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Heredia Project: Choices as a Good Omen

06 Jan

I would dare to suggest that few initiatives in the history of the Cuban opposition have been as inspiring, thoughtful, and complicated for the government of the Island to avoid, as the new project that takes the name of Heredia; an area of civil society has been set in motion.

The Heredia Project — named as a way to honor our great and tortured poet José María Heredia, one of the most famous exiles in national history — arises again with Oswaldo Payá Sardiñas at its head, exploding for the second time, after the beautiful but failed Varela Project, on the most complex and fruitful terrain for peaceful struggle: The law.

Payá Sardiñas — an opponent who with his austerity as proof against blackmail has never been deposed as they would desire — has become a learned scholar of the Constitution of the Republic, and as we say in “good Cuban”: He has chosen to “stew it in his salsa.” And he has done it well.

This time, his Titanic enterprise takes the name “Heredia Project: Law of National Reunification,” and in essence is focused on promulgating a law that guarantees rights recognized in our Constitution, but violated with impunity in practice by those who rule over us. Above all, one in particular: The sacred right of Cubans to enter and leave their country, with complete freedom.

The seven points set out at the beginning of the proposal, and that serve to justify it, are in many ways irrefutable. Among these, I’ll take two: 1. The clear prohibition in Article 42 of the Constitution of the Republic on discrimination based on race, color, sex, national origin, religious belief or any other offense against human dignity, and 2. The resolution proposed by Cuba in 1998, sponsored and signed at the United Nations under the title “Respect for the right of universal freedom to travel and the importance of family reunification.

Henceforth, this legislative initiative fully develops its ideas, which can be summarized in a superficial way in four key areas, a portion of the many articles and paragraphs present:

1. Citizenship: All Cubans, wherever they live, and their natural children, should have the right to choose their citizenship and to enjoy the rights implied by it, without being denied because of the political interests of the country’s government.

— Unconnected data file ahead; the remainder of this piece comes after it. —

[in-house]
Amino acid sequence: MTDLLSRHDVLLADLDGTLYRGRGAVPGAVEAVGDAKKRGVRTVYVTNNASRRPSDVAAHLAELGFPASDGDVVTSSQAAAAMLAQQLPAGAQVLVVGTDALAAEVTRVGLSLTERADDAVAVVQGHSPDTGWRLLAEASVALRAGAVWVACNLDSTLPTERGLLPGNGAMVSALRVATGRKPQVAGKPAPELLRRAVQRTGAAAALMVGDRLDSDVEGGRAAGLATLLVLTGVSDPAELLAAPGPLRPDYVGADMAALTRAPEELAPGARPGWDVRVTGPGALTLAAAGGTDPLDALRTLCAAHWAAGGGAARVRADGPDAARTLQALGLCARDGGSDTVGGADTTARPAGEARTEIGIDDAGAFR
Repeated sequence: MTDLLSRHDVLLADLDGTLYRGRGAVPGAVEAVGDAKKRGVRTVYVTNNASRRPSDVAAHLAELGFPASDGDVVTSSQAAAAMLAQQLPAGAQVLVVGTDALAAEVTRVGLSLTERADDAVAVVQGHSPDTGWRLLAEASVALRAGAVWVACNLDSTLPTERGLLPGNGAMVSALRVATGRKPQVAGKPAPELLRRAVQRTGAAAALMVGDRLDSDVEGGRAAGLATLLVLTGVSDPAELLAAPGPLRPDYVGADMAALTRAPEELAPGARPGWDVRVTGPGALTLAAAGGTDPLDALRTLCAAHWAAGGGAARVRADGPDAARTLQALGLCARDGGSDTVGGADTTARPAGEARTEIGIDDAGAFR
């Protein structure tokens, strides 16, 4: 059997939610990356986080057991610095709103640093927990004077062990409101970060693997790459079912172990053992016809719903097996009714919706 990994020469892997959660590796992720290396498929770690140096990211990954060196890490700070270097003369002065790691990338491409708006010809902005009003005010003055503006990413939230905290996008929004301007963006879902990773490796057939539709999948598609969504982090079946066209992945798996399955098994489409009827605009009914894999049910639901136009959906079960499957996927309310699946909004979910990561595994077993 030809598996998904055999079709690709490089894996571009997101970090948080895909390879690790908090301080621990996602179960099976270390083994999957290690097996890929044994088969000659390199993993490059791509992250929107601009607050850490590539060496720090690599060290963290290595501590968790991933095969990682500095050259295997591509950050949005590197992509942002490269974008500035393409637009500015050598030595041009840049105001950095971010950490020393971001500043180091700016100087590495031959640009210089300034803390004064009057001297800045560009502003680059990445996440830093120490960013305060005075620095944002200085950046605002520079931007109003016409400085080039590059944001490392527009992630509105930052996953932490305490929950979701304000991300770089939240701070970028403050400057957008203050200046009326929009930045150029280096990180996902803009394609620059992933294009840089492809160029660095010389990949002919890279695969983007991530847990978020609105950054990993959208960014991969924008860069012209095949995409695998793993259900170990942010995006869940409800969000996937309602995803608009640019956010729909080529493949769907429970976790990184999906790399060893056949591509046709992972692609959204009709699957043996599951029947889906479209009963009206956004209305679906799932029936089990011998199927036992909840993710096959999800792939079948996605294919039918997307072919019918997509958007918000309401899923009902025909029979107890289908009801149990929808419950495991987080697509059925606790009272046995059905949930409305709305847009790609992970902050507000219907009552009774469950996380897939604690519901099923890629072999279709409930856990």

Fundamental question: Unlike the rest of the world’s citizens who emigrate to another country, we Cubans are the only ones who suffer the total loss of our property and rights when we decide to reside elsewhere in the world. We are the only ones who must go through the humiliating process of giving the State an accounting of all our possessions, and in most cases, losing them all after choosing the category of “Final Exit,” a term that the Heredia Project specifically classifies as exclusive and ominous.

2. Equality: All Cubans, living in Cuba or abroad, enjoy all the rights of citizens enshrined in the Constitution, so the practices of discriminating based on their condition as political dissidents or emigrants will cease.

Within these discriminatory practices, legislative initiatives have not forgotten the fundamental issue of equality of Cubans and foreigners in terms of Internet access, cable television and similar amenities.

3. Mobility: All Cubans can move freely within their country and have the right to travel abroad. End the requirement to submit a Letter of Invitation to visit another country, require only submission of an updated passport. In addition, eliminate the Exit Permit, and the Letter of Release required by immigration authorities from one’s workplace, and end the requirement for Cubans living abroad to present a visa to enter their own country.